By Rob Daly

The Rise of Crypto Assets

If institutional investors have had problems wrapping their arms around cryptocurrency’s value proposition, the discussions are about to get far more complicated as crypto assets begin to emerge.

Crypto assets are the first new asset class since the 1600s, when equities appeared on the scene, according to Catherine Wood, founder and CEO of ARK Investment Management, during her keynote at the Rosenblatt Financial Technologies Summitt in Midtown Manhattan.

Catherine Wood,
ARK Investment

“We haven’t had a new asset class since then,” she added. “This is a huge deal, especially for someone in our business.”

Although cryptocurrencies have captured the attention of the wholesale and retail investors over the past few years as mediums of exchange and stores of value, it is their enabling technology-blockchain/distributed ledgers- that is fueling the development of crypto commodities and crypto tokens.

Crypto commodities will be exchange-traded instruments that represent an amount of bandwidth, storage, computing, or super-computing use.

Wood’s “aha” moment came when thinking about the Tesla Model 3 she has on order.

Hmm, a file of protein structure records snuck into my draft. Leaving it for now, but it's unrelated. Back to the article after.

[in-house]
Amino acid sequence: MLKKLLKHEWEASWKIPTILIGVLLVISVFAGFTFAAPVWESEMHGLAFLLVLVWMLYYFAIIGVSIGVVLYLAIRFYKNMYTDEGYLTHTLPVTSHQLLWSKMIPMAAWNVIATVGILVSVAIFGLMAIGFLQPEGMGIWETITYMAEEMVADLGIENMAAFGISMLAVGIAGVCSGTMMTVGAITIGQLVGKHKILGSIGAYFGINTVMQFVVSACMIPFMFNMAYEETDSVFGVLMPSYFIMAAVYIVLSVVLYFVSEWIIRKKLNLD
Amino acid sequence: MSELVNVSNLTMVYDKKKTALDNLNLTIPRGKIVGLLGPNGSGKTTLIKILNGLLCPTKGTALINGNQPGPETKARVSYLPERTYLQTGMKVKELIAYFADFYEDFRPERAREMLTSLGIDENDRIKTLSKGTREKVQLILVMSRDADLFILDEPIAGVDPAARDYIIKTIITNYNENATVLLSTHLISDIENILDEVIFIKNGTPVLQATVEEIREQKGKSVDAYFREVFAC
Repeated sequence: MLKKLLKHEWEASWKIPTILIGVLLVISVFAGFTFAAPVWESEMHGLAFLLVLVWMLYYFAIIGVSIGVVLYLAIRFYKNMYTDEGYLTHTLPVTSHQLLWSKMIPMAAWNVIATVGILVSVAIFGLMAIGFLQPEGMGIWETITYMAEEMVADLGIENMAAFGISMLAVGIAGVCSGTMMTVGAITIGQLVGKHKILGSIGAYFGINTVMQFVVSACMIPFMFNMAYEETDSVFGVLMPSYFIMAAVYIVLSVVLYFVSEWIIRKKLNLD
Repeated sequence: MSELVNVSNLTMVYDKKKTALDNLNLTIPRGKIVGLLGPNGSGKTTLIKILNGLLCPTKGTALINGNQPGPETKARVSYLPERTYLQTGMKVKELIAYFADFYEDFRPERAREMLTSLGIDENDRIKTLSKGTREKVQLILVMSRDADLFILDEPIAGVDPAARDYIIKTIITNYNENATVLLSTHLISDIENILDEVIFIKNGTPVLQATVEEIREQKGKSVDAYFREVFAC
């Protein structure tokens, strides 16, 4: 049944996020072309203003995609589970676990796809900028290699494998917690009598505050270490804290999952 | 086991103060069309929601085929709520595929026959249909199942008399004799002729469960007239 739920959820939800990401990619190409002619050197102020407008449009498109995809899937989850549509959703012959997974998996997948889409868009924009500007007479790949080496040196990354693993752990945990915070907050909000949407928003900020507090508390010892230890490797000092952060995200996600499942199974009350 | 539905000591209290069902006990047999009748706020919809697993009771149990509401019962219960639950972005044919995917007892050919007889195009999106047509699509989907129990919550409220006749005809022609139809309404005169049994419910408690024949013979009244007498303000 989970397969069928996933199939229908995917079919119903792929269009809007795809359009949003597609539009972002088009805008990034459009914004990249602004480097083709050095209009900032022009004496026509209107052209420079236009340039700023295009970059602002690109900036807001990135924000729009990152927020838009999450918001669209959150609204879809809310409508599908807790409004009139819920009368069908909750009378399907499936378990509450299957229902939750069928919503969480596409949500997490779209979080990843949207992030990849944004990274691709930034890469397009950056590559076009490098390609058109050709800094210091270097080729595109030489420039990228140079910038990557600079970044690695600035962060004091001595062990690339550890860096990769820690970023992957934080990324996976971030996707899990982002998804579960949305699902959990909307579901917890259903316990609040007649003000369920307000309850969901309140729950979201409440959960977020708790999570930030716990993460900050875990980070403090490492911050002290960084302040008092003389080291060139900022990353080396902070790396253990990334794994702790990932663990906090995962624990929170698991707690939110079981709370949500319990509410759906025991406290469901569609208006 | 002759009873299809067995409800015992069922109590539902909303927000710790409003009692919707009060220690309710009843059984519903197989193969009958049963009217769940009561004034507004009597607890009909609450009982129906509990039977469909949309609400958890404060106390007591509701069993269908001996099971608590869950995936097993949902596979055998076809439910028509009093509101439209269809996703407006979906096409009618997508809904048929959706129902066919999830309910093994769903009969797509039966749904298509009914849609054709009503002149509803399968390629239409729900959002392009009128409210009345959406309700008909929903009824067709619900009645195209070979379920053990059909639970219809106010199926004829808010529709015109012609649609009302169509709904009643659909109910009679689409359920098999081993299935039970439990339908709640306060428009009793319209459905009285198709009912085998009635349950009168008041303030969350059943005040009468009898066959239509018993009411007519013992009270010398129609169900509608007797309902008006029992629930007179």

“When I receive it, I’ll have a supercomputer in my garage that I am not using while it charges overnight,” she explained. “I won’t be using its GPUs, but someone in India might.”

Just like corn, oil, and copper are traded on exchanges now; digital commodities like are going to be traded there as well, according to Wood.

Crypto tokens, on the other hand, will commoditize data and eventually disintermediate current data aggregators, such as Facebook, Google, and Amazon.

“If bonds are a claim on fixed assets and equities are claims on excess cash flow, crypto assets or tokens will be claims on the utilization of those fixed assets,” Wood explained.

She estimated that currently there are approximately 1,600 digital assets with an aggregated market capitalization around $400 billion, or roughly $800 billion when bitcoin’s price peaked.

“Most of them should go dark,” said Wood. “They should not exist. There is too much capital chasing too few opportunities, but we are not in the frenzy stage yet.”

She expects that bitcoin’s last bought of volatility will ultimately fade when compared to where the cryptocurrency eventually will reach.

“The value of Internet stocks reached 6% of global GDP at the peak of their bubble,” she said. “During bitcoin’s high, it did not get up to 1% of global GDP, which means we are in the very early stages of this.”

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